Brookover’s latest, stunning images are of Andulusian horses, those magnificent, “royal,” and relatively rare steeds of Spanish origin. Recently Brookover took an extended trip to Spain to visit several renowned Andalusian horse ranches. Brookover is captivated by their speed, size, proportions, spirit and how the horses’ manes and color change as they age; the arc of a horse’s neck. Often, as he photographed them, the horses ran directly at Brookover. He’s captured them at rest, in full and abandoned gallop, and each photograph is a distinct equine portrait. As I write this, Brookover’s Spain images aren’t yet hanging in the gallery, but his photographs of Andalusians in South Carolina are on view. 

David Brookover - "Four Off"

David Brookover – “Four Off”

“I flew into Madrid and traveled all over Andalusia, Spain. I must have photographed at least 50 stallions. When the horses are out, they really want to run,” says Brookover. Pointing to one image, he describes the horse as being as svelt, fast and sleek as a greyhound.

“His skin, his coat looks wet, but it’s not—it reminded me of a seal’s skin,” recalls the photographer. Brookover encountered one animal that was “almost an albino,” a past world champion and very rare. Brookover photographed the horse against stacks of hay and against the weathered wall of 300-year old barn. Brookover’s ability to juxtapose and expose each texture can make one feel the hay in your hand, or a barn’s peeling white plaster.

David Brookover - "Sugar Cubes"

David Brookover – “Sugar Cubes”

Brookover took countless photographs, visiting 10 ranches with a translator, and each rancher welcomed Brookover. He will painstakenly edit them down to a selection of around five images to exhibit. This July he’ll do the printing, then frame the images up…and he has some extraordinary framing ideas brewing. Colors are saturated, printed on bamboo paper which allows for a rich image without it “hitting you in the face.”

“These horses are beautiful, and they know they’re beautiful,” says Brookover. “They were great. The most difficult thing was lighting and getting them to be still when they’re outside. Because when they’re out—-whoosh!  They’re gone. These animals are gorgeous, and I can hardly wait to have the photographs up.”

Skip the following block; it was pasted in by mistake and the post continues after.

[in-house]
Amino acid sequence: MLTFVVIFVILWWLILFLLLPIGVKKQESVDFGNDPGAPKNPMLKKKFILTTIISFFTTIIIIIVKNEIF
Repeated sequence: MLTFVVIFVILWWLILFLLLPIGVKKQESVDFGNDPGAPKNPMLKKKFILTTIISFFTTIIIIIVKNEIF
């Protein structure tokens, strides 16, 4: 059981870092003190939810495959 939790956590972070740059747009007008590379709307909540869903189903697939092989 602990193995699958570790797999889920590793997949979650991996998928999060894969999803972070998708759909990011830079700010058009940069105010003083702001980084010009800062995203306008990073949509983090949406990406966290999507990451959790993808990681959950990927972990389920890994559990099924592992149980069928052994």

Brookover’s gallery carries black and white, silver gelatin, platinum and his ever-popular color landscapes. In addition to the new Andalusian photographs, Brookover’s images of Yellowstone wildlife are not to be missed. Brookover’s aesthetic merges classic photographic technique with surprising, fresh images of our native species.  www.brookovergallery.com


Saturday, July 13th, the Rocky Mountain Plein Air Painters and the Grand Teton Association’s “Artists in the Environment” merge. Plein air painters representing both groups will give a free plein air demonstration, 2-5:00 pm, at Oxbow Bend, Grand Teton National Park.  The event is free and open to the public~~and the views are spectacular. An informal Q&A with the artists will also take place. Artists are RMPAP President Stephen C. Datz, Kathryn Mapes Turner and Jeanne MacKenzie.  www.rmpap.org  www.grandtetonpark.org



“The sweetness of dogs (fifteen)

What do you say, Percy? I am thinking

of sitting out on the sand to watch

the moon rise. Full tonight.

So we go

and the moon rises, so beautiful it

makes me shudder, makes me think about

time and space, makes me take

measure of myself: one iota

pondering heaven. Thus we sit,

I thinking how grateful I am for the moon’s

perfect beauty and also, oh! How rich

it is to love the world. Percy, meanwhile,

leans against me and gazes up into

my face. As though I were

his perfect moon.” ~ Mary Oliver

Louie Christel~~~There will never be a sweeter, more perfect soul. We miss you so much, our hearts have big holes, and when we look at the moon, or remember you positioning yourself on the ottoman for a backrub, or surveying the hayfields, or following the UPS truck for a biscuit, or running with Jesse, or nudging at a rock shifting below the dock, or resting yourself in the shady, cool sand grasses, we will love you.  Thank you for being in our lives.

Travis Walker Paints “En Plein Air” in GTNP

“Everywhere I’ve ever been, my art has been about that place,” says Walker. “I remember most powerfully the places I’ve painted and drawn. The act of recording them makes me remember.” ~ Travis Walker

Hip, happening Jackson Hole artist and entrepreneur Travis Walker will give a free plein air painting demonstration on Saturday, July 14th, 2012, 9:00 am – Noon, at Grand Teton National Park’s Willow Flats Turnout, overlooking Mt. Moran and the Oxbow Bend vista. Get up early and catch Walker where we rarely get to see him: painting those glowing, transluscent landscapes. Here in Jackson, the arts community has come to know Walker’s work so well. His paintings are unmistakable, and his profile as an artist continues to grow.  For his demonstration Walker has chosen one of the Park’s most scenic spots—the vista overlooking Mount Moran is recognized around the world. Moran’s peak is reflected in the Snake River, winding through the area. Oxbow Bend is also a very good place to view wildlife~~the earlier you arrive, the more likely you are to see blue herons, bears, moose, eagles, ospreys….you get the picture. In fact, take LOTS of pictures.